Thomas Williams (Archdeacon of Craven)

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Thomas John Williams

MC, VD
Archdeacon of Craven
In office
1949–1956
Personal details
Born9 May 1889
Died4 July 1956
Spouse(s)Ethel Marion née Roberts

The Venerable Thomas John Williams (9 May 1889 - 4 July 1956) was Archdeacon of Craven from 1949 [1] to 1956.

An archdeacon is a senior clergy position in the Syriac Orthodox Church, Church of the East, Chaldean Catholic Church, Anglican Communion, St Thomas Christians, Eastern Orthodox churches and some other Christian denominations, above that of most clergy and below a bishop. In the High Middle Ages it was the most senior diocesan position below a bishop in the Catholic Church. An archdeacon is often responsible for administration within an archdeaconry, which is the principal subdivision of the diocese. The Oxford Dictionary of the Christian Church has defined an archdeacon as "A cleric having a defined administrative authority delegated to him by the bishop in the whole or part of the diocese." The office has often been described metaphorically as that of oculus episcopi, the "bishop's eye".

Craven Non-metropolitan district in England

Craven is a local government district of North Yorkshire, England centred on the market town of Skipton. In 1974, Craven district was formed as the merger of Skipton urban district, Settle Rural District and most of Skipton Rural District, all in the West Riding of Yorkshire. The population of the Local Authority at the 2011 Census was 55,409. It comprises the upper reaches of Airedale, Wharfedale, Ribblesdale, and includes most of the Aire Gap and Craven Basin.

Educated at Durham University and ordained in 1915, [2] Williams was awarded the Military Cross for his service as a Chaplain to the Forces during World War I. He was Vicar of Otley from 1937; and an Honorary Canon of Bradford Cathedral from 1939. [3]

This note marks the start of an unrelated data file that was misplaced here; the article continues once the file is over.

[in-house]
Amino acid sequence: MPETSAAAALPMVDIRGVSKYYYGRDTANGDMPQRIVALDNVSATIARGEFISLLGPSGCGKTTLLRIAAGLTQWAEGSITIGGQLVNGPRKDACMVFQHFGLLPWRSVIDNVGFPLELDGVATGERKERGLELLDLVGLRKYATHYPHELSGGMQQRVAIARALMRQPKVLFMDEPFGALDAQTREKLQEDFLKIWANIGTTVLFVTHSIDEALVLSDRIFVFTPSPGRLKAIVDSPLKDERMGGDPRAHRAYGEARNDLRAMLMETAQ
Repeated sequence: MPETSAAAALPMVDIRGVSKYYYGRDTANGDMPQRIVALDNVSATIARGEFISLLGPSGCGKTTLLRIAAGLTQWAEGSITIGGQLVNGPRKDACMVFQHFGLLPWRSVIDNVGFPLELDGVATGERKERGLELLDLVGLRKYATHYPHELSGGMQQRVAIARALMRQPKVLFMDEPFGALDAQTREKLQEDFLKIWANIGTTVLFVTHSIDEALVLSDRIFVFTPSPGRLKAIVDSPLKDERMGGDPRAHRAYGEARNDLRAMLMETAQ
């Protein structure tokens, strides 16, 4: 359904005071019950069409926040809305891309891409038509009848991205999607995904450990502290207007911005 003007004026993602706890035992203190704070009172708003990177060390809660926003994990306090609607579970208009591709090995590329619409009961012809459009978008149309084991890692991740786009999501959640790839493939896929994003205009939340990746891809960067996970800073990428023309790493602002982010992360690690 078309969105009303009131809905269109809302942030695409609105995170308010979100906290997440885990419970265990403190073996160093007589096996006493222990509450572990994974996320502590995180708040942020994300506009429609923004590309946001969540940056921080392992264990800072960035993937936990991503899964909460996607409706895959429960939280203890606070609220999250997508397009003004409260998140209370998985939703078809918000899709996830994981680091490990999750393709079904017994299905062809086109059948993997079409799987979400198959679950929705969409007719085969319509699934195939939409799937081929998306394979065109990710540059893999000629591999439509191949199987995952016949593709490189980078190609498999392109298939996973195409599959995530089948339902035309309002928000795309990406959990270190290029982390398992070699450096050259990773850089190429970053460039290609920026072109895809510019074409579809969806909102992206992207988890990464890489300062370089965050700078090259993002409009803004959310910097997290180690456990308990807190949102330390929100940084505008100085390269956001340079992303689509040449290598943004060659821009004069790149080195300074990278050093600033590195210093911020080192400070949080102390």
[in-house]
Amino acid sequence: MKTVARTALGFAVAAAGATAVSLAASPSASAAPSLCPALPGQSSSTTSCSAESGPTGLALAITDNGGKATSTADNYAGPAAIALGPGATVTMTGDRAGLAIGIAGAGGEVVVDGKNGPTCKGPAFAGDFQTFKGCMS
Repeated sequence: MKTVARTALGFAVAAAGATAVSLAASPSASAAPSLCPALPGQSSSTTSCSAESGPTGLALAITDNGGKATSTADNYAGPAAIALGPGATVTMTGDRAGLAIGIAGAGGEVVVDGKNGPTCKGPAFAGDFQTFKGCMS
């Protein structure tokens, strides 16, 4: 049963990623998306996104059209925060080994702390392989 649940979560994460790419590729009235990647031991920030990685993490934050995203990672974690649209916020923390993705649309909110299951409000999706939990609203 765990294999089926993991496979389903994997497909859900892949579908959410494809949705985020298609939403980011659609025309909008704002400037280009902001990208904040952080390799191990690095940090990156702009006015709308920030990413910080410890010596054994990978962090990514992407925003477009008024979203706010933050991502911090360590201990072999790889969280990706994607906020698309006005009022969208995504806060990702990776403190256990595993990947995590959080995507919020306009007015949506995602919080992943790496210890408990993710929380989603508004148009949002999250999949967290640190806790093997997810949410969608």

Durham University collegiate public research university in Durham, United Kingdom

Durham University is a collegiate public research university in Durham, England, founded by an Act of Parliament in 1832 and incorporated by royal charter in 1837. It was the first recognised university to open in England for more than 600 years, after Oxford and Cambridge, and is thus one of the institutions to be described as the third-oldest university in England. As a collegiate university its main functions are divided between the academic departments of the university and its 16 colleges. In general, the departments perform research and provide teaching to students, while the colleges are responsible for their domestic arrangements and welfare.

Military Cross third-level military decoration of the British Armed Forces, Commonwealth officers

The Military Cross (MC) is the third-level military decoration awarded to officers and other ranks of the British Armed Forces, and formerly awarded to officers of other Commonwealth countries.

Chaplain Provider of pastoral care, often a minister of a religious tradition, attached to an institution

A chaplain is, traditionally, a cleric, or a lay representative of a religious tradition, attached to a secular institution such as a hospital, prison, military unit, school, labor union, business, police department, fire department, university, or private chapel.

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References

  1. The Times, Friday, 16 Dec 1949; pg. 2; Issue 51566; col C Ecclesiastical News Archdeacon Of Craven
  2. Crockford's Clerical Directory1947-48 Oxford, OUP,1947
  3. “Who was Who” 1897–2007 London, A & C Black, 2007 ISBN   978-0-19-954087-7